WHILST IT MAY BE TRUE that the Western world is moving towards secularism, in other parts of the world religious fundamentalism is on the increase and it is resulting in strife on an unprecedented scale.
Look at Egypt and Turkey where secular politics have been replaced by Islamic leaning politics with disastrous consequences. Now this is happening to dozens of countries where Islam is the dominant religion.
But this is not limited to Islamic countries and one can link religious fundamentalism fuelling ethnic tensions in Israel with the loss of dominance by the Labour party and its partners to right wing orthodox Judaism and, in India, right wing Hindu fundamentalism eroding the secular pillars of Hindu politics established by the Nehru family and People’s Congress party.
Papua New Guinea is leaning towards Christian religious fundamentalism at an alarming and worrying rate. That this has resulted in the Parliamentary ‘cleansing’ nonsense comes as no surprise and it seems more strife is in store.
The signs have been there for a long time. Most of us paid little attention to the incident where Michael Somare signed a so-called covenant, in contravention to the Constitution where religious liberty is guaranteed.
Pastors have been coercing MPs to pay so called “tithes” to churches. Churches have sprung up every 100 metres or so in rural areas and street preachers rant and rave at every corner in urban areas with no sign of concomitant increase in Christian living by the general populace (in fact lawlessness is on the increase).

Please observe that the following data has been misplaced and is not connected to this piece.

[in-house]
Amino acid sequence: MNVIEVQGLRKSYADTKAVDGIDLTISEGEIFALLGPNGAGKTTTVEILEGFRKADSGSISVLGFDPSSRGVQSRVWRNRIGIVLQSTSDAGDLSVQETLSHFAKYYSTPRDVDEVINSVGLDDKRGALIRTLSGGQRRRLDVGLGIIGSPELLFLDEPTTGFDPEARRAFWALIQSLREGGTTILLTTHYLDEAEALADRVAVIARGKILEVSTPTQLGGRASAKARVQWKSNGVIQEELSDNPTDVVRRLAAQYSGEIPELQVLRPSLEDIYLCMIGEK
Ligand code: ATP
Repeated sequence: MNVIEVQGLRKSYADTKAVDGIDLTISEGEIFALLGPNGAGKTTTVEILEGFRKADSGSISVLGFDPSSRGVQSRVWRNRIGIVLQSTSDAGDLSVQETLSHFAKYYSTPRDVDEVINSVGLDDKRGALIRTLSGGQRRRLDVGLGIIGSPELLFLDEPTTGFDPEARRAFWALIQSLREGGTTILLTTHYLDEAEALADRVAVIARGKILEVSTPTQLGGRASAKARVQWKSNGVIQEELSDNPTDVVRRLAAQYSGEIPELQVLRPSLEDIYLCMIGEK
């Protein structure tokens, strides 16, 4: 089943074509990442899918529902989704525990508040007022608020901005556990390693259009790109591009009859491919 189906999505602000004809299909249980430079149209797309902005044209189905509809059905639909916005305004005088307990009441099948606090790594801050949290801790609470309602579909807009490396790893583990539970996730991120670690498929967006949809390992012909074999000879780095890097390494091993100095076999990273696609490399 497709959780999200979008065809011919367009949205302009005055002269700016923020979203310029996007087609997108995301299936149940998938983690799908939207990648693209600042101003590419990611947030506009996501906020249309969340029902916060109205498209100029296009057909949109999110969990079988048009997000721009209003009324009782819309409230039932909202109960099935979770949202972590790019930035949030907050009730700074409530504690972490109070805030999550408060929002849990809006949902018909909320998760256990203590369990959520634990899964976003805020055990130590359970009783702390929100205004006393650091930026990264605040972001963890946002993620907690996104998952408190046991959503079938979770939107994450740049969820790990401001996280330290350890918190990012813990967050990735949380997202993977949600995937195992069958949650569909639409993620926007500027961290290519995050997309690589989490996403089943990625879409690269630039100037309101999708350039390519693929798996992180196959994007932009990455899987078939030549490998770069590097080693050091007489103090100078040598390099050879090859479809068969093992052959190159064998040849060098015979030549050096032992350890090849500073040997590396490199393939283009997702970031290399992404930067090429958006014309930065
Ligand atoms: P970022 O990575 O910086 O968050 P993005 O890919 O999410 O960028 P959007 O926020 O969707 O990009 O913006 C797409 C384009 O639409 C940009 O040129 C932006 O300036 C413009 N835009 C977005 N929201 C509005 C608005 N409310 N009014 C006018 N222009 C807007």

Pastors became a laughing stock after they urged God to raise one of their fellow pastors from the dead in Lae recently; one wonders if it is really biblical to exhort God to do so.
Even the mainline churches have been affected with groups within the Catholic Church (to which I belong) bordering on “cultism” which the bishops need to stamp out.
In the village scenario this sort of milieu becomes fertile ground for beliefs in sorcery. The increase in sorcery related violence is simply the other side of the coin in this argument.
The most worrying thing for me (apart from the fact that the Speaker’s actions are undemocratic and in violation of the Constitution) is the erosion of the notion of separation of government and the churches. This is one of the pillars of every stable democratic country in the world.
There are very well documented historical scenarios where this separation has been blurred resulting in disastrous consequences. In the Western world the regard for the German Lutheran Church by the Nazis as the state religion resulted in disorganised opposition to eugenic and racial genocide policies in the 20th century; it however also saw the emergence of heroic pastors such as Dietrich Bonhoeffer, Martin Niemoller and others, many of whom paid with their lives.
Catholic giants of the period such as Cardinal Von Galen were part of a church that was uncompromising with the Nazis to varying degrees.
In many third world countries the churches were able to provide the only opposition to unjust corrupt and cruel governments (and proponents of social justice) as well as opposing western governments such as the USA propping up dictatorships or toppling democratically elected governments (such as Allende in Chile). This could only be possible when churches remained independent of politics.
I would like to think that true Christians should not shove their faith down other people’s throats; that their Christianity is implicit in what they do rather than in what they say. In PNG unless we are careful we are walking towards a scenario where we may even be legislated by our leaders to join one particular brand of Christianity.